The latest bit of movie-musical pastiche from Damien Chazelle could be alternatively titled All the Oscars!, eager as it is to please those who might vote it into the AMPAS pantheon. But gilded statuettes aren't the only thing on this Los Angeles-set film's mind. La La Land is also out to win over the cinema-savvy and, to a lesser degree, the jazz aficionados who likely complained about Whiplash's bebop point of reference being white guy Buddy Rich. (Based on co-star Ryan Gosling's painfully inadequate basso warbling, though, vocal coaches aren't on the writer-director's list to impress.)
Chazelle wears his influences proudly. As in his first feature, 2009's charmingly slight musical romance Guy and Madeline on a Park Bench, Jacques Demy hovers over the proceedings like a patron saint. The French director loved melancholy as much as he loved music. In films like 1964's The Umbrellas of Cherbourg and 1967's The Young Girls of Rochefort, he fused the fancifulness of old Hollywood song-and-dance productions with the soul-searing emotions brought on by broken hearts and dreams too big to bear fruit.
La La Land steals liberally from Demy's catalogue, both in terms of their visual cues and the characters' emotional arcs. The top-down vehicle owned by Gosling's devoted jazz pianist, Sebastian, even recalls the car driven by the eponymous singer-dancer's former lover in 1961's Lola. But does all the referencing and homage—and not just to Demy, but also to Golden Age Tinseltown productions like An American in Paris, jazz greats like Miles Davis, and even (in the film's funniest scene) the English new-wave band A Flock of Seagulls—add up to much of anything original?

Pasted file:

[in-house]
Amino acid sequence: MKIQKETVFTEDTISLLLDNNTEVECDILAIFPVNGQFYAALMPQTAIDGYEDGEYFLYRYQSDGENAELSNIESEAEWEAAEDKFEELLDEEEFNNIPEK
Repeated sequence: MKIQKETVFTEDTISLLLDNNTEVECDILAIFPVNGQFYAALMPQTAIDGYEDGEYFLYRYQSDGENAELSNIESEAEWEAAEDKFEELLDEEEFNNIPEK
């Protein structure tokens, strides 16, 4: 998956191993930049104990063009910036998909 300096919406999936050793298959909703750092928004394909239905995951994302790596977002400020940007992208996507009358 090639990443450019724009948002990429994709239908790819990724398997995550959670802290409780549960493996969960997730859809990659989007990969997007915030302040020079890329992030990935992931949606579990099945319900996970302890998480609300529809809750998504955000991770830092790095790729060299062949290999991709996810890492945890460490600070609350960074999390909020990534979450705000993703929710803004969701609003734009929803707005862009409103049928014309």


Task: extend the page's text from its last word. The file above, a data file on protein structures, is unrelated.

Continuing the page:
Damien Chazelle movie-musical pastiche is eager to please those who might vote it into the AMPAS pantheon.
Chazelle's collaborators certainly try their best. Composer Justin Hurwitz and lyricists Benj Pasek and Justin Paul contribute a pleasing score, with the kind of earnest verse (“Here's to the ones who dream/Foolish as they may seem/Here's to the hearts that ache/Here's to the mess we make”) on which Demy films thrived. D.P. Linus Sandgren shoots the many musical numbers, and numerous other scenes besides, in gorgeous widescreen long takes that privilege space and bodies in ways managed by few modern movie musicals. And choreographer Mandy Moore has a field day with the set pieces Chazelle dreams up: a traffic jam that turns into an acrobatic free-for-all; a tap-and-swoon pas de deux above the Hollywood Hills at sunset; a gravity-defying waltz among the projected stars at the Griffith Observatory.
The young lovers at the center of it all are Gosling's Sebastian and Emma Stone's aspiring actress Mia, who meet cute, fall in love, break up, and come, finally, to a place of melancholic acceptance with how their lives have played out. They are, too, very much like Demy's characters, whose extremely personal emotional dilemmas often feel like they touch the heavens. The problem is that, despite the music and lyrics' insistence to the contrary, Sebastian and Mia are dreamers by proxy, their hopes and despairs remaining frustratingly earthbound. Stone's big moment, for example, a confessional song about the aunt who inspired her, should be heartrending, but it mainly comes off as a shameless showcase along the lines of Anne Hathaway's tear-streaked spittling and shouting in Tom Hooper's Les Misérables. (Stone, at least, can more endearingly carry a tune.)
Not once during La La Land do you feel like you're watching red-blooded characters, so much as you are the good-natured, tirelessly committed actors playing them. Hollowness results, and a crucial piece of the movie-musical illusion goes missing. Melodies are being sung, but the impassioned souls from which they're supposed to spring are absent.
The Toronto International Film Festival runs from September 8–18.